Peter Jelavich

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Peter Jelavich (born 1954) is an author and Professor of History at the Johns Hopkins University. He is the son of historians Barbara and Charles Jelavich. Previously, Jelavich was professor of history and chair of the Department of Germanic Studies at the University of Texas at Austin. He was a Junior Fellow in the Harvard Society of Fellows (1979-1981)[1] and he received his PhD from Princeton University in 1982. Jelavich specializes in the cultural and intellectual history of Europe since the Enlightenment, with emphasis on Germany. His areas of interest include the interaction of elite and popular culture; the history of mass culture and the media; and the application of cultural and social theories to historical study. Jelavich currently serves as President of the Friends of the German Historical Institute. He is the author of Munich and Theatrical Modernism: Politics, Playwriting, and Performance, 1890-1914 (1985), Berlin Cabaret (1993), Berlin Alexanderplatz: Radio, Film, and the Death of Weimar Culture (2006). He was the 1987 recipient of the Herbert Baxter Adams Prize and is a 2013 recipient of the Alexander von Humboldt Research Award.[2]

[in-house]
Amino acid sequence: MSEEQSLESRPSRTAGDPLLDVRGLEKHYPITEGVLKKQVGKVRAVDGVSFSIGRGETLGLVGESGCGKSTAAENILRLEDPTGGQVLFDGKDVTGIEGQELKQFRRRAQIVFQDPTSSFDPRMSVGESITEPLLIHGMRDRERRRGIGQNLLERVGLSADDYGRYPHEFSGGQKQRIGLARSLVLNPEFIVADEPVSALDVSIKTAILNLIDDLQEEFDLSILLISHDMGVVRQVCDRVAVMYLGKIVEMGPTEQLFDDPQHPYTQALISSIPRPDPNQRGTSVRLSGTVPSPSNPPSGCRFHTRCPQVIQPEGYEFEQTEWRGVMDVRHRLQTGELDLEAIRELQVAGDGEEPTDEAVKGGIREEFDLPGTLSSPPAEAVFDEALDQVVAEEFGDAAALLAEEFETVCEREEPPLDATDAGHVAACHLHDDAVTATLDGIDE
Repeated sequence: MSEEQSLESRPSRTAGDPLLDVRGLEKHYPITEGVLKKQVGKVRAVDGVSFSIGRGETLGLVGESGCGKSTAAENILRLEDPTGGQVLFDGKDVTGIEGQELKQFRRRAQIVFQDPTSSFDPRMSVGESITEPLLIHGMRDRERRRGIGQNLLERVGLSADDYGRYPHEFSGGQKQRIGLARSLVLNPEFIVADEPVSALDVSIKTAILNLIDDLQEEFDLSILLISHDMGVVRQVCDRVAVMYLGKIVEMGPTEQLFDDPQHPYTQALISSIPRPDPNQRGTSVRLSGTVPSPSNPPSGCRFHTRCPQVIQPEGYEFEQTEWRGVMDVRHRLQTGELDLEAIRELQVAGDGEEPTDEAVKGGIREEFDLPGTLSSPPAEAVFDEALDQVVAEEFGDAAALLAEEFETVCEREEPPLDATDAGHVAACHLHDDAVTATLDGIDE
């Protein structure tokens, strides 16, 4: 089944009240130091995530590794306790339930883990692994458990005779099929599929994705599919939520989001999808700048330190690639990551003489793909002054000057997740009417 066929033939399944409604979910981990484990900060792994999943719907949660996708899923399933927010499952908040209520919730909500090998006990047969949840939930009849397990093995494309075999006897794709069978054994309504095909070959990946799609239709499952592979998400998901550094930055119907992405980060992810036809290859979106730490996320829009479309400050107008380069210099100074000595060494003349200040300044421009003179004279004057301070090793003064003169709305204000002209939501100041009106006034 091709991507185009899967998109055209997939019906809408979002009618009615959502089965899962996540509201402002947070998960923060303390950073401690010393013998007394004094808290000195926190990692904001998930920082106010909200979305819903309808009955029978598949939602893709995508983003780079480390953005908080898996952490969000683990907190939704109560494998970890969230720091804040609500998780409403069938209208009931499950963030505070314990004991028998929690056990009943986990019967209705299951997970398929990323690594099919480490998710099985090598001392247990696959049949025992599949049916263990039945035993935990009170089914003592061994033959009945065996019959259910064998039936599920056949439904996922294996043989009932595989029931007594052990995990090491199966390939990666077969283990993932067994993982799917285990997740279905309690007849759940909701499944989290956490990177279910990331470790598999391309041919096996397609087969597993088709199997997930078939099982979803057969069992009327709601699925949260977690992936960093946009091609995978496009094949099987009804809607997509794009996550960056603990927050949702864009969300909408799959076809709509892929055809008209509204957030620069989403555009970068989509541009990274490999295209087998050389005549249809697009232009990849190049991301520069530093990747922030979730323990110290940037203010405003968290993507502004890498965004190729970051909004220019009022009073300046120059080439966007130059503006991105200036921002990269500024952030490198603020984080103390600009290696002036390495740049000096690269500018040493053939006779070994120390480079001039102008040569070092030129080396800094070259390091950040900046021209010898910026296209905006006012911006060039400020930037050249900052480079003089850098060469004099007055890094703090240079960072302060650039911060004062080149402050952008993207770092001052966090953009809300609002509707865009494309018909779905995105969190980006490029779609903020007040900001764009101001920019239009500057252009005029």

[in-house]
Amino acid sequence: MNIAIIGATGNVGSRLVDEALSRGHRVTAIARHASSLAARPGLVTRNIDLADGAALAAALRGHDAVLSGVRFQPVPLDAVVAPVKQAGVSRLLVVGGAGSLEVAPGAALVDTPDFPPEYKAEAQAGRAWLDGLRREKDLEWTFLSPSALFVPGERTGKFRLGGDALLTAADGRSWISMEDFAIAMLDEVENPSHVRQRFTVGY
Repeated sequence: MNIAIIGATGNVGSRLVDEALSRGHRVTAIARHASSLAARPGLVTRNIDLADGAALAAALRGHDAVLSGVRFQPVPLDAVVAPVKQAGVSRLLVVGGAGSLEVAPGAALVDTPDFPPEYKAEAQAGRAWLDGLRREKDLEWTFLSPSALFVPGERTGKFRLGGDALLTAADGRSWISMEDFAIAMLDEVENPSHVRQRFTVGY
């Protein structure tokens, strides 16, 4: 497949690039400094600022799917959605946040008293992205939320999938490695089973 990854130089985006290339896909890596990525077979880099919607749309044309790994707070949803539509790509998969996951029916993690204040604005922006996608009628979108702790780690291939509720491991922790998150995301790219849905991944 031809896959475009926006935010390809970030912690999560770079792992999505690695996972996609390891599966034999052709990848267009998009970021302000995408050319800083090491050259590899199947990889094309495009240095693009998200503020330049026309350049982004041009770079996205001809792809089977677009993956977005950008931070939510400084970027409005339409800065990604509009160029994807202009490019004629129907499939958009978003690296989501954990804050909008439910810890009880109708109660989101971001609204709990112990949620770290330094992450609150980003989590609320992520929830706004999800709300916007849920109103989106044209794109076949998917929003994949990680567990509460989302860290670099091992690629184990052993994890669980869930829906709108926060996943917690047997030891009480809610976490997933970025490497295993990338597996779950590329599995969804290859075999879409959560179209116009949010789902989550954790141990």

Books[edit]

  • Berlin Alexanderplatz: Radio, Film, and the Death of Weimar Culture. Berkeley: University of California Press, 2006.[3]
  • Berlin Cabaret. Cambridge: Harvard University Press, 1993 (paperbound edition, 1996). [4]
  • Munich and Theatrical Modernism: Politics, Playwriting, and Performance, 1890-1914. Cambridge: Harvard University Press, 1985 (paperbound edition, 1996
  • German Expressionism: The Graphic Impulse. (contributor) The Museum of Modern Art, New York, 2011.[5]

References[edit]